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Portfolio Building Part 3
This is the third part of Portfolio Building. We’ve already covered Risk Profile, Risk/Return Curve, Position Sizing, Number of Stocks and Portfolio’s Volatility. In today’s article, we’ll talk about How to Screen for Stocks and How to Research them.
How to Screen
The screening process or how to come up with stocks to research can arise from multiple ways. My personal favorite is social platforms like Twitter/Commonstock. Once you detect which accounts post about the type of stocks you are interested in, these accounts will continually bring you new stocks to the table. For instance, for dividend seekers:
@DividendGrowth , @SteveWagsInvest.
For Growth Investors:
@puru_saxena , @StockMarketNerd
For mid/large caps with growth potential:
There are accounts that cover almost every niche in investing, you just have to look for the ones that post quality. Having a well-built following base on Twitter will make the screening/discovering process much smoother.
On the other hand, actual screening can be done through filters on finance platforms. My personal favorite is Koyfin. For example:
I used few inputs just for the point to be made, but ROE/ROA/Cash/Debt and multiple more financial metrics can be used for filtering through the stock market and arriving to the particular companies you are looking for.
How to Research
To expand on this subject, I’ll base my writing in the authors often mentioned and will add Benjamin Graham criteria for Stock Selection for the Defensive Investor.
Firstly, you’ll most likely want to buy the best company possible, so the question answers itself when looking for the contact points among the best performing stocks of the past. Among the qualities that top investors/authors have focused on and given relevance are:
Competitive Advantage: As explained in article 7, a long-durable competitive advantage allows a company to sustain its market position, keeping competitors away and allowing them to compound capital and returns for a long time.
Qualitatively, they can be found here:
Financially, it’s often seen in profitability metrics when comparing the company to competitors. The company with a MOAT tends to have higher than average margins and Return on Equity, Return on Assets and Return on Invested Capital. For more info, check the book ‘Warren Buffet and the Interpretation of Financial Statements”.
Management: Here are 4 factors most investors look at.
If the company’s founder led, here’s why:
If management owns a decent amount of the business stock. A higher percentage of ownership signals confidence in future appreciation by management and, it is a fact that when people have their money at play, they tend to make better decisions. At the same time, it doesn’t matter if a company has excellent fundamentals if management is extremely bad.
Capital allocation skills. The key to long-term compounding is the capability to reinvest earnings at higher than average rates or use them in highly efficient manners, in order to create the most value possible.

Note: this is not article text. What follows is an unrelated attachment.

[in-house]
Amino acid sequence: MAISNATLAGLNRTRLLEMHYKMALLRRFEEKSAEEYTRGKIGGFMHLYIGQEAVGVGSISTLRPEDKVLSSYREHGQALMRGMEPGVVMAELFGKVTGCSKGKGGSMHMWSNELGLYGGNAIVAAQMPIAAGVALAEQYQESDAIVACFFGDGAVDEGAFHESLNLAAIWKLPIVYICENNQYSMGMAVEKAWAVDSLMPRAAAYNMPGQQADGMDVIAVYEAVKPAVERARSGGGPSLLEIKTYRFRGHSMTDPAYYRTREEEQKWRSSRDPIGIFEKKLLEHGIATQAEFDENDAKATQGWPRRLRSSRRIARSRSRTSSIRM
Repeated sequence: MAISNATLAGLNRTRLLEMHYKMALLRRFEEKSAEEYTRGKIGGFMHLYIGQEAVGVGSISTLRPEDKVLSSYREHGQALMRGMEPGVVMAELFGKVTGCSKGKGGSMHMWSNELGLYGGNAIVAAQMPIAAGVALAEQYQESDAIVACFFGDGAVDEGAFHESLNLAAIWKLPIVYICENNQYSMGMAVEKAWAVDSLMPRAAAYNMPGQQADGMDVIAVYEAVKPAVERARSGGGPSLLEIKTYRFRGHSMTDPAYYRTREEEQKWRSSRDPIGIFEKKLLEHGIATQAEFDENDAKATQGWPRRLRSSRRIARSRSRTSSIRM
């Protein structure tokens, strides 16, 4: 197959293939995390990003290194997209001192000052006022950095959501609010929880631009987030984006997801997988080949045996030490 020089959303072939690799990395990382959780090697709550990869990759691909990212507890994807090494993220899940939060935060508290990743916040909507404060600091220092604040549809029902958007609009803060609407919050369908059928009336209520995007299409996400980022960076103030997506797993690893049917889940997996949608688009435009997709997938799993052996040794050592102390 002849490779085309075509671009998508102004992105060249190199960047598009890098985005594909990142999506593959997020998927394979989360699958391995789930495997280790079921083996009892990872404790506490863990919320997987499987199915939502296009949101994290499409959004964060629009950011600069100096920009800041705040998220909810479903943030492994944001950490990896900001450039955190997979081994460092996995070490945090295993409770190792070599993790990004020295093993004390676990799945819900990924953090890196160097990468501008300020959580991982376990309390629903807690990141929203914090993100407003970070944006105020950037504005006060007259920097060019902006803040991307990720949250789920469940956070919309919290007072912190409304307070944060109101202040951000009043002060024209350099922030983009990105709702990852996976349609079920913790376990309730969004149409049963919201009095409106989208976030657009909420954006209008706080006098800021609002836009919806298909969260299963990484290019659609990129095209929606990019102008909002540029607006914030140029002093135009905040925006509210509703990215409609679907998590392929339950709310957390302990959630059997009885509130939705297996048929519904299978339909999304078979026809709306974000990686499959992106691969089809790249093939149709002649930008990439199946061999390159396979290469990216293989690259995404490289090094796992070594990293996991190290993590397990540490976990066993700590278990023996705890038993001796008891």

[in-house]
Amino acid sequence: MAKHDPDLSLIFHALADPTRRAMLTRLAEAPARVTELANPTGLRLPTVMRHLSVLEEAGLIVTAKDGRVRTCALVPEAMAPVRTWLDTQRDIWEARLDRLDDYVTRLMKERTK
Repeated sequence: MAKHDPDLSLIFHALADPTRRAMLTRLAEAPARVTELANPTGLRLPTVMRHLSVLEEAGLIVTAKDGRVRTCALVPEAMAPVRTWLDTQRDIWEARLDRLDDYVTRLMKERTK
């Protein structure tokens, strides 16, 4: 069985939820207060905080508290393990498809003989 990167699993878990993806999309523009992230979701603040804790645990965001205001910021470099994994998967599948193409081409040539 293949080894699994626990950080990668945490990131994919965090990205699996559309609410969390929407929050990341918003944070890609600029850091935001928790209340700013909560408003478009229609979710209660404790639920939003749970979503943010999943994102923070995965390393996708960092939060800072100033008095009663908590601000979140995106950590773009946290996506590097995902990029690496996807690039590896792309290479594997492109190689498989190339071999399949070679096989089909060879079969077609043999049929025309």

Culture. They are the ones who inevitably create the company’s culture.
Thesis: A company’s thesis shall include what’s the business about, what industry is it in, why should it continue to operate in the future and its future growth opportunity. This mental exercise gets rid of easy-to-detect trash.
If a company is mission/purpose driven.
Financials. Margins and returns on capital show the business inherent quality, it’s not about growing but on converting growth into profit. Cash and Debt can make an investor infer if the company may be in a financially fragile position. Free cash flow shows the company’s natural profitability, and so on.
History. The company’s historical performance, both as a business and in the market, reflect the actual average capability of the business and avoids biased/short time frames of non-natural metrics.
Risks. It’s important to contemplate the risks a company is subject to since they are threats to their long-term compounding.
Where to find them
The SEC is the entity that regulates public companies in the US, these companies have to report their activity and several documents. To find them, you type in Google “X investor relations.” If the SEC filings appear there, great. If not, you go to the Investor Relations page and somewhere on there, they should be.
Once in there, the Annual Report (10-k filing) includes Business Overview, Risks, Comments, Legal, Discussion and results, Trends, and more. Financials can be seen there or in Quarterly Reports. Historical ones can be seen in any Finance webpage, like Koyfin.
Insider Ownership can be found in another SEC filing, the DEF 14A:
It usually has 100+ pages but you just press “Control F” and type “Ownership” or “Beneficial Ownership.”
Other information can be usually found easily with google.
This is by no means a manual, just a recompilation of what many investors/authors look for when analyzing a company. Many more variables could be included since the approach to research is as personal as it gets. And, when doing so, always keep in mind this Graham quote:
"Companies that outperform will have lots of things in common, but unless that factor 'causes' the out-performance, it's useless"
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